He called the current ocean conditions “dramatically warmer.”

Warmer ocean waters act as jet fuel for a tropical cyclone.

“We know warm sea surface temperatures are an important factor in rapid intensification of tropical cyclones to major hurricane status, and that major hurricanes contribute significantly to the measurements of ACE, the ‘accumulated cyclone energy,’” Spinrad said.

Aside from the forecast calling for the highest number of storms in NOAA’s history, the agency is also predicting that the 2024 Atlantic season will have the “second-highest ACE for our May outlook,” Spinrad said.

“In past years, when we’ve seen high ACE numbers, those have historically been the years with the most destructive hurricanes,” he said.

Taken all together, that amalgamation of variables occurring all at once can spell disaster when it comes to giving people ample warning of a coming storm, especially the most destructive of those storms.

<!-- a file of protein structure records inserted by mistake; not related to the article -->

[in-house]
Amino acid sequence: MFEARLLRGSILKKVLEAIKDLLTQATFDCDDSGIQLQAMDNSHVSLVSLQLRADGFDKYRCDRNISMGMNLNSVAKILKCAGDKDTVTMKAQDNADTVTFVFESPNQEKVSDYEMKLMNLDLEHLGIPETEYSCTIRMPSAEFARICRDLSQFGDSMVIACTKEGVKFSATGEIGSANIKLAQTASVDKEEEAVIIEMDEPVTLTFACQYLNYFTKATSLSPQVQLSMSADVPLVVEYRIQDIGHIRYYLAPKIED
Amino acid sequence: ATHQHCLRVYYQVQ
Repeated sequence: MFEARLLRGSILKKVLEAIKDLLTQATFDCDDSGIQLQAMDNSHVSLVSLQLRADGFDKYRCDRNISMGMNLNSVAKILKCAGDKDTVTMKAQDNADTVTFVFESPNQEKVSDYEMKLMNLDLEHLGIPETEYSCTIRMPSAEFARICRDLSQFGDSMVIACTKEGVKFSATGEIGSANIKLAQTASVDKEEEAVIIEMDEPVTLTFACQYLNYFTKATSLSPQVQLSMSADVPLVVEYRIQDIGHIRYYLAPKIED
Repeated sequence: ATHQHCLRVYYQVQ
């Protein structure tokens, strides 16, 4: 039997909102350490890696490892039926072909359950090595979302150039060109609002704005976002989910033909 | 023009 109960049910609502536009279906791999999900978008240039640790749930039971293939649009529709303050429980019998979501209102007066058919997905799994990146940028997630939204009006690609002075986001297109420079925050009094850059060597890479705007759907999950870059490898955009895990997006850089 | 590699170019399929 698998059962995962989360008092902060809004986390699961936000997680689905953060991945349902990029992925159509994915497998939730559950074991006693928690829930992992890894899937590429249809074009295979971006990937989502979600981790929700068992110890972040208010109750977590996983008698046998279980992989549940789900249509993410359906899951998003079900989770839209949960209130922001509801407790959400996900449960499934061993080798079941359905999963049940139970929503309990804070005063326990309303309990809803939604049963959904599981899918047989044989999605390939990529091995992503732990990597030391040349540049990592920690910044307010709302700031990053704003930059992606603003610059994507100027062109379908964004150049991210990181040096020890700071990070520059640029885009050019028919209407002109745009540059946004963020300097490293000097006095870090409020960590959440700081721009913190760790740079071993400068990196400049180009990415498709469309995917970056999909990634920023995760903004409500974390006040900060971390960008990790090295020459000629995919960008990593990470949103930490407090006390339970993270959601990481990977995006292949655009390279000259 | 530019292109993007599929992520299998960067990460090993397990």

“The big ones are fast,” said Ken Graham, director of the National Weather Service.

“In the last hundred years, every single one of these big storms, Cat 5s, were a tropical storm or less three days prior. Several didn’t even exist three days prior (to making landfall),” Graham said.

On those Category 5 (hurricanes), the average lead time’s 50 hours,” he added a moment later.

Graham said storms care not for the “timelines” set by the people they impact, referring to the emergency management plans that local officials often have in place to help guide their storm response.

In the Rio Grande Valley, for instance, many emergency managers have a checklist of things to begin doing at 100 hours ahead of landfall, 72 hours, 48 hours, etc. — things like warning the public, making evacuation decisions, and staging emergency responders and supplies in strategic locations.